In girls and women, overvaluation of the body is usually associated with the thinness ideal. In contrast, men tend to have an overvaluation of weight and shape, but it’s predicated on the internalization of muscularity.
Moreover, using body weight as an indicator of eating disorder severity and medical risk may be unreliable in male patients since they are often focused on muscularity. Males with higher body weights may still be at a greater risk of osteoporosis and bone disease. Their purging behaviors may also be undetected because they tend to purge with excessive or compensatory exercise as opposed to self-induced vomiting or laxative use.3
The lifetime prevalence for males with anorexia is between 0.1% and 0.3% in the community and 5% and 11% in clinic settings.1 Men are at a higher risk of dying of anorexia due to receiving a diagnosis later in the course of their illness.
One study found that adolescent males reported episodes of extreme dietary restriction at least three times per week at a rate of 2.3%, a prevalence estimate lower than females at 11.5%. In this same sample, regular compulsive exercise was reported by 5.3% of males vs. 5.4% of females.1
Regarding caloric restriction, females do this in pursuit of thinness, while men pursue leanness or enhancing muscle definition. Males tend to be less concerned about weight than females and more concerned about shape, including broad shoulders, small waist, broad back, big legs, etc. Consequently, males with anorexia often present with higher admission BMIs than females.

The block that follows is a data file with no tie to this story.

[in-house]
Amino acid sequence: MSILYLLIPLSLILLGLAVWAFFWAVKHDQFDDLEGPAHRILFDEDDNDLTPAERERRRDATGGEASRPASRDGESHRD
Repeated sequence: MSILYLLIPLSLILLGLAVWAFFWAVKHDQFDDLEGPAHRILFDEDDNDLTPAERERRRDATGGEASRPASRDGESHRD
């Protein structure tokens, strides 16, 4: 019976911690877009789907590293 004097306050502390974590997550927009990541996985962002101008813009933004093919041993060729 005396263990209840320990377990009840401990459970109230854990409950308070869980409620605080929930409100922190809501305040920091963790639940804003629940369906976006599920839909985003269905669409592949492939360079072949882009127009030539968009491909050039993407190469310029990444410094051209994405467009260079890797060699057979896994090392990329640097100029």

Compulsive exercise tends to be the last symptom to remit and the first symptom to relapse in male eating disorder cases. Men are much more likely to experience physical distress than emotional distress, especially because compulsive exercise is linked to affect regulation—they use exercise to regulate their mood and emotions. Their exercise habits tend to be more rigid and rule-driven than that of females. And they may experience more intense mood swings if they can’t exercise or follow through on certain habits.
The prevalence of bulimia nervosa in males is between 0.1% and 0.5%, while between 1.1% and 4.6% of females are estimated to have bulimia.1
Males with bulimia report fewer eating concerns and lower loss of control than females with this condition. Females tend to experience a lot of shame related to their binging episodes, but men don’t tend to have the same connection between distress and binging, so it gets missed on standard assessments.
Another common presentation of bulimia in males is that of the cheat meal or cheat day. Many men with body image concerns related to muscularity may have a strict diet that prohibits certain foods or food groups, but one meal or day per week, they allow themselves to break the rules and eat whatever they want. Often, these meals can be 1,000 to 9,000 calories at a time.1
Binge eating disorder is the most common eating disorder among males.4
Among high school adolescents, 6% of male students and almost 17% of female students engaged in weekly objective binge eating per month.1 The disparity may be due to the fact that females more commonly report shame and guilt related to binge episodes, making it easier to diagnose.
Treatment for males can help them identify how they feel and connect with those feelings. They may not qualify what they’re feeling as distressful but also might not be able to describe feelings related to the binge eating disorder. Moreover, they might find nothing wrong with the episode, so the work may involve first identifying it as a problem.
All athletes, including male athletes, are at an increased risk for eating disorders. An estimated 33% of male athletes are affected by eating disorders.5 Sports with particular risk involve weight-class sports like wrestling and rowing, lean sports like cross country, and aesthetic sports like gymnastics, swimming, and diving.